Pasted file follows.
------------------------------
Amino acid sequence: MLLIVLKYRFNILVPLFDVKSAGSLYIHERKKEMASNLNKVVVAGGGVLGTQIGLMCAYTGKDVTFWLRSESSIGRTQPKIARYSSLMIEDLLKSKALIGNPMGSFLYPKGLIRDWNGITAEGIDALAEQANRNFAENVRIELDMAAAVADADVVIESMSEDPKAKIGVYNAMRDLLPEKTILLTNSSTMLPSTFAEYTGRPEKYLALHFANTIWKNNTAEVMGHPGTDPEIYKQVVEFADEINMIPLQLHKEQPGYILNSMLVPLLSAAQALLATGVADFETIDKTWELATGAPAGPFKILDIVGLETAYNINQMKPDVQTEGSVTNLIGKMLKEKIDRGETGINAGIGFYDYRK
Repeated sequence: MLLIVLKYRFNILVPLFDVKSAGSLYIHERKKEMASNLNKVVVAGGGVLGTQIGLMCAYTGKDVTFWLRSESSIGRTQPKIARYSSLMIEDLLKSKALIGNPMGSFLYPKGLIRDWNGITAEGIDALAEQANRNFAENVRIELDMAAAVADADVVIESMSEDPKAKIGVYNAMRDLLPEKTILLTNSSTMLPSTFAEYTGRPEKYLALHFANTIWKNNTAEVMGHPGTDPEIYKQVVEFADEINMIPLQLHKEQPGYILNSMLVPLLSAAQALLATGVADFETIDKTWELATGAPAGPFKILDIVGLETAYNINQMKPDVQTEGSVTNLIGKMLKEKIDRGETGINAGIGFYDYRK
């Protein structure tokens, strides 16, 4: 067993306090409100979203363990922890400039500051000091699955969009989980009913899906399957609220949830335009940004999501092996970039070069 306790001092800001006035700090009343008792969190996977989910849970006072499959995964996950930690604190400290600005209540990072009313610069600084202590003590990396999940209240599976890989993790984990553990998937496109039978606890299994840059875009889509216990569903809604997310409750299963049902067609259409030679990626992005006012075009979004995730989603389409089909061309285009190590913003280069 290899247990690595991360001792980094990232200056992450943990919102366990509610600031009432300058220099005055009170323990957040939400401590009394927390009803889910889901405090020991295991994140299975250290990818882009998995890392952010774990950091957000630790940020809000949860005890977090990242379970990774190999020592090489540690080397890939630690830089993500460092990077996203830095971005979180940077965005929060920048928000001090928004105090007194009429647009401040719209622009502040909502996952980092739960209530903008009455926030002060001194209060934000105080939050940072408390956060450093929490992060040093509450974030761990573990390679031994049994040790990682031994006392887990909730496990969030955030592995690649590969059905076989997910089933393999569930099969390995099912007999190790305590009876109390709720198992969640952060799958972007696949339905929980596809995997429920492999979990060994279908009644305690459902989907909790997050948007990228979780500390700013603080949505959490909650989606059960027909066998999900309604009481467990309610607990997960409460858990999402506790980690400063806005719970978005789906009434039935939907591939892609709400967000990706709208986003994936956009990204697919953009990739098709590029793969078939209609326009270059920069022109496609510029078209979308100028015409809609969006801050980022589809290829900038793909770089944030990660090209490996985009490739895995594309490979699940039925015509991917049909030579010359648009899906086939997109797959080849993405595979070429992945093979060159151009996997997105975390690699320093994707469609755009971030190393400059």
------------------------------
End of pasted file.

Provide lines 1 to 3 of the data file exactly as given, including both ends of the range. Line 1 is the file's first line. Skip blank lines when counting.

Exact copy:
Amino acid sequence: MLLIVLKYRFNILVPLFDVKSAGSLYIHERKKEMASNLNKVVVAGGGVLGTQIGLMCAYTGKDVTFWLRSESSIGRTQPKIARYSSLMIEDLLKSKALIGNPMGSFLYPKGLIRDWNGITAEGIDALAEQANRNFAENVRIELDMAAAVADADVVIESMSEDPKAKIGVYNAMRDLLPEKTILLTNSSTMLPSTFAEYTGRPEKYLALHFANTIWKNNTAEVMGHPGTDPEIYKQVVEFADEINMIPLQLHKEQPGYILNSMLVPLLSAAQALLATGVADFETIDKTWELATGAPAGPFKILDIVGLETAYNINQMKPDVQTEGSVTNLIGKMLKEKIDRGETGINAGIGFYDYRK
Repeated sequence: MLLIVLKYRFNILVPLFDVKSAGSLYIHERKKEMASNLNKVVVAGGGVLGTQIGLMCAYTGKDVTFWLRSESSIGRTQPKIARYSSLMIEDLLKSKALIGNPMGSFLYPKGLIRDWNGITAEGIDALAEQANRNFAENVRIELDMAAAVADADVVIESMSEDPKAKIGVYNAMRDLLPEKTILLTNSSTMLPSTFAEYTGRPEKYLALHFANTIWKNNTAEVMGHPGTDPEIYKQVVEFADEINMIPLQLHKEQPGYILNSMLVPLLSAAQALLATGVADFETIDKTWELATGAPAGPFKILDIVGLETAYNINQMKPDVQTEGSVTNLIGKMLKEKIDRGETGINAGIGFYDYRK
């Protein structure tokens, strides 16, 4: 067993306090409100979203363990922890400039500051000091699955969009989980009913899906399957609220949830335009940004999501092996970039070069 306790001092800001006035700090009343008792969190996977989910849970006072499959995964996950930690604190400290600005209540990072009313610069600084202590003590990396999940209240599976890989993790984990553990998937496109039978606890299994840059875009889509216990569903809604997310409750299963049902067609259409030679990626992005006012075009979004995730989603389409089909061309285009190590913003280069 290899247990690595991360001792980094990232200056992450943990919102366990509610600031009432300058220099005055009170323990957040939400401590009394927390009803889910889901405090020991295991994140299975250290990818882009998995890392952010774990950091957000630790940020809000949860005890977090990242379970990774190999020592090489540690080397890939630690830089993500460092990077996203830095971005979180940077965005929060920048928000001090928004105090007194009429647009401040719209622009502040909502996952980092739960209530903008009455926030002060001194209060934000105080939050940072408390956060450093929490992060040093509450974030761990573990390679031994049994040790990682031994006392887990909730496990969030955030592995690649590969059905076989997910089933393999569930099969390995099912007999190790305590009876109390709720198992969640952060799958972007696949339905929980596809995997429920492999979990060994279908009644305690459902989907909790997050948007990228979780500390700013603080949505959490909650989606059960027909066998999900309604009481467990309610607990997960409460858990999402506790980690400063806005719970978005789906009434039935939907591939892609709400967000990706709208986003994936956009990204697919953009990739098709590029793969078939209609326009270059920069022109496609510029078209979308100028015409809609969006801050980022589809290829900038793909770089944030990660090209490996985009490739895995594309490979699940039925015509991917049909030579010359648009899906086939997109797959080849993405595979070429992945093979060159151009996997997105975390690699320093994707469609755009971030190393400059």